Ephesians 3:20 says, “Now to Him who is able to do exceedingly abundantly above all that we ask or think, according to the power that works in us,”

Do you believe that our God is able to do exceedingly abundantly above all that we can ask or think? If I listened to your prayers would I know that you believed it?

Often we pray very small prayers and if we are honest we do not expect God to answer them. Too many Christians pray because it is a good thing to do rather than because they expect God to respond.

Is our God too small?

Have we forgotten that we serve the God who parted the Red Sea, supplied bread and water in the wilderness and drove out nations before His people?

Do our prayers demonstrate faith in the power of our God or do they demonstrate a lack of faith?

Mark 4:35-41 says, “On the same day, when evening had come, He said to them, “Let us cross over to the other side.” Now when they had left the multitude, they took Him along in the boat as He was. And other little boats were also with Him. And a great windstorm arose, and the waves beat into the boat, so that it was already filling. But He was in the stern, asleep on a pillow. And they awoke Him and said to Him, “Teacher, do You not care that we are perishing?”
Then He arose and rebuked the wind, and said to the sea, “Peace, be still!” And the wind ceased and there was a great calm. But He said to them, “Why are you so fearful? How is it that you have no faith?” And they feared exceedingly, and said to one another, “Who can this be, that even the wind and the sea obey Him!”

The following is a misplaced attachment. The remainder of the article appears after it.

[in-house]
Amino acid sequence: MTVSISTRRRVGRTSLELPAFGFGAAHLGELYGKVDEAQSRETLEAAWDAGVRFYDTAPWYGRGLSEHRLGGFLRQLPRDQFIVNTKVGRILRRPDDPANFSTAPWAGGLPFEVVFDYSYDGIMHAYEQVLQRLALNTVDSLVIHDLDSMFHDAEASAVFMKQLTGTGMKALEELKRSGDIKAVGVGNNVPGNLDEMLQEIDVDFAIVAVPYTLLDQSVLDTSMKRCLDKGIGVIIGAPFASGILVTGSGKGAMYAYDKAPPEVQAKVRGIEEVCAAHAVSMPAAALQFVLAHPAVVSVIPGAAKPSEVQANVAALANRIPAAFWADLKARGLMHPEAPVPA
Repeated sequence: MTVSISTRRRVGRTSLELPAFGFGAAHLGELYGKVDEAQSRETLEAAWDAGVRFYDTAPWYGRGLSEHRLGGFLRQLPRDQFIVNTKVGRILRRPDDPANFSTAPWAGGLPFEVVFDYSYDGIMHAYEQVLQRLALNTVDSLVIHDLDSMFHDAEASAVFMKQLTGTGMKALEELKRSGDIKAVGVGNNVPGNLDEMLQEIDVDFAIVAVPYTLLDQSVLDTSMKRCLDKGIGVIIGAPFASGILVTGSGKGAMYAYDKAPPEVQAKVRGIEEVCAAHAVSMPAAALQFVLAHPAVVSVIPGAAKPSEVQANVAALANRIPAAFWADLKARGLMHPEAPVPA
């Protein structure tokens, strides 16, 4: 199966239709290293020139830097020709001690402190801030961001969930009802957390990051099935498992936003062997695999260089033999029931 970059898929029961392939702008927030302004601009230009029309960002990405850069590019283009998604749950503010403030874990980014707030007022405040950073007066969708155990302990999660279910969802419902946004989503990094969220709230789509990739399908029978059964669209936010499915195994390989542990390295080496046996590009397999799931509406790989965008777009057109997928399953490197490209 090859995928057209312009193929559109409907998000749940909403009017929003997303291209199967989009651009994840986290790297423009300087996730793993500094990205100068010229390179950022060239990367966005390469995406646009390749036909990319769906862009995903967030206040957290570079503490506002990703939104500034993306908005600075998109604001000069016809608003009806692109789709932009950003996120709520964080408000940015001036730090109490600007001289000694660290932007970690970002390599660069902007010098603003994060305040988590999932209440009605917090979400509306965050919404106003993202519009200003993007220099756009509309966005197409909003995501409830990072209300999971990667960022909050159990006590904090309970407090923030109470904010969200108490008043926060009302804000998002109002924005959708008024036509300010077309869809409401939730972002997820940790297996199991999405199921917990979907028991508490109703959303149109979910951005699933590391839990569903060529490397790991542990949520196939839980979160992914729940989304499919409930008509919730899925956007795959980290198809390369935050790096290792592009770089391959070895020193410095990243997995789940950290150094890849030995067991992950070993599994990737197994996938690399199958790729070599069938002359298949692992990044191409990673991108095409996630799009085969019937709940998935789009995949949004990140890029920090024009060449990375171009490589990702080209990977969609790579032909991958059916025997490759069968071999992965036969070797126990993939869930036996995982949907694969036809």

Jesus rebuked His disciples for their lack of faith. Why? They did the right thing. They ran to Jesus. Doesn’t that show that their faith was in Him? Why did Jesus respond to them this way?

The disciples came to Jesus but what was it they were asking Him to do? I do not believe that they asked Him to calm the storm. Judging from their reaction it does not seem like the thought that Jesus might calm the storm ever crossed their mind.

Why then did they come to Jesus? Is it possible that they were asking Him to bail water with them?

The disciples went to the right place. They ran to the One who could save them but it seems that their request was too small.

What about us?

We go to the right place. But are we asking Jesus to calm the storm or are we asking Him to bail water? Do we have faith in our miracle-working God? He is able to do exceedingly abundantly above all that we ask or imagine. Do we believe it?

Living as a Spiritual Athlete